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    (Original post by CoolCavy)
    true, it isn't bad for savers and investors but for the average person the excess printing of money would be a problem
    Normally wages rise more than inflation so it's fine it lowers debts buts cuts into savings. The alternative of deflation is worse.
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    (Original post by Quady)
    How is inflation not bad for savers and investors?

    Inflation hits their return.

    Its good for borrowers not savers.
    ik i said that

    (Original post by CoolCavy)
    true, it isn't bad for savers and investors but for the average person the excess printing of money would be a problem
    the key word being isn't
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    (Original post by CoolCavy)
    ik i said that



    the key word being isn't
    It is bad for savers...

    (Original post by quady)
    How is inflation not bad for savers and investors?

    Inflation hits their return.

    Its good for borrowers not savers.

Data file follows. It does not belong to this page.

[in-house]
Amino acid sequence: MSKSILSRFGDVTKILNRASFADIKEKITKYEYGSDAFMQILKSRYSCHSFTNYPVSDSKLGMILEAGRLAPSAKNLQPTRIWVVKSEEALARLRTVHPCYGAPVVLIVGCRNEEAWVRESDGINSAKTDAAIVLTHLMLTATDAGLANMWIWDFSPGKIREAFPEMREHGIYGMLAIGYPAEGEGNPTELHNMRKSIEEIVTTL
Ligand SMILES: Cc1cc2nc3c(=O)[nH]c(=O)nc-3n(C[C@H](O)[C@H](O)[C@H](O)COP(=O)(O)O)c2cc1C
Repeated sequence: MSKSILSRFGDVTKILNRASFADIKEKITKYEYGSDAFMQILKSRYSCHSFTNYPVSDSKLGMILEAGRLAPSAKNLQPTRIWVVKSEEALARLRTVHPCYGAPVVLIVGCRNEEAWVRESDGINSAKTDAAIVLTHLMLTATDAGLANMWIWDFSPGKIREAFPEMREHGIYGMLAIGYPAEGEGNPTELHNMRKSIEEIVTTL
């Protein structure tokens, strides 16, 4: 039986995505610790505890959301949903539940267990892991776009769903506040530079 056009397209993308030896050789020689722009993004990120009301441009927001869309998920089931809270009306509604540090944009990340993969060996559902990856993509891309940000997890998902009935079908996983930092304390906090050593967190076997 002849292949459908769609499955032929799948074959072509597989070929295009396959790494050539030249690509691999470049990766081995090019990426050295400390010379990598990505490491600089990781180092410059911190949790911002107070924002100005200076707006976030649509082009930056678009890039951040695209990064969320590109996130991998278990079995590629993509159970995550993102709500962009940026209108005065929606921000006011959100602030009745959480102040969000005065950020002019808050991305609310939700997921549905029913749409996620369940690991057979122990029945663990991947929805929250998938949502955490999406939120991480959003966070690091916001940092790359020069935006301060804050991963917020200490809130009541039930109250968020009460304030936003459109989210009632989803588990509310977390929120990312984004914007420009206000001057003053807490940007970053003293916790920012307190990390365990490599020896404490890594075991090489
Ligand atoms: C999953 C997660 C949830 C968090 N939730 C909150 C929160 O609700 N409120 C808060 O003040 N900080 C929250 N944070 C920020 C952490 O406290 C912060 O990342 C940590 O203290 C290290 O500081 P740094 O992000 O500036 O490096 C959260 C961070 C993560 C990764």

The key words being 'not bad'
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    (Original post by BigItch)
    I have as much rights as you so I will tell you politely to start with if you don't like what i post you know where to go
    It's not just that I don't like what you post; it's that you refuse to engage with any argument made against your position and violate the conduct stipulated at the start of the thread by exhibiting intellectual laziness and uncritically posting empty one-liners with a mix of insults. Given that this is my thread, I think it's reasonable that you should respect my desire to have a far more rigorous discussion. Your contribution thus far has been inadequate and unhelpful I'm afraid.

    Open your own thread if you won't take seriously this one.
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    (Original post by Quady)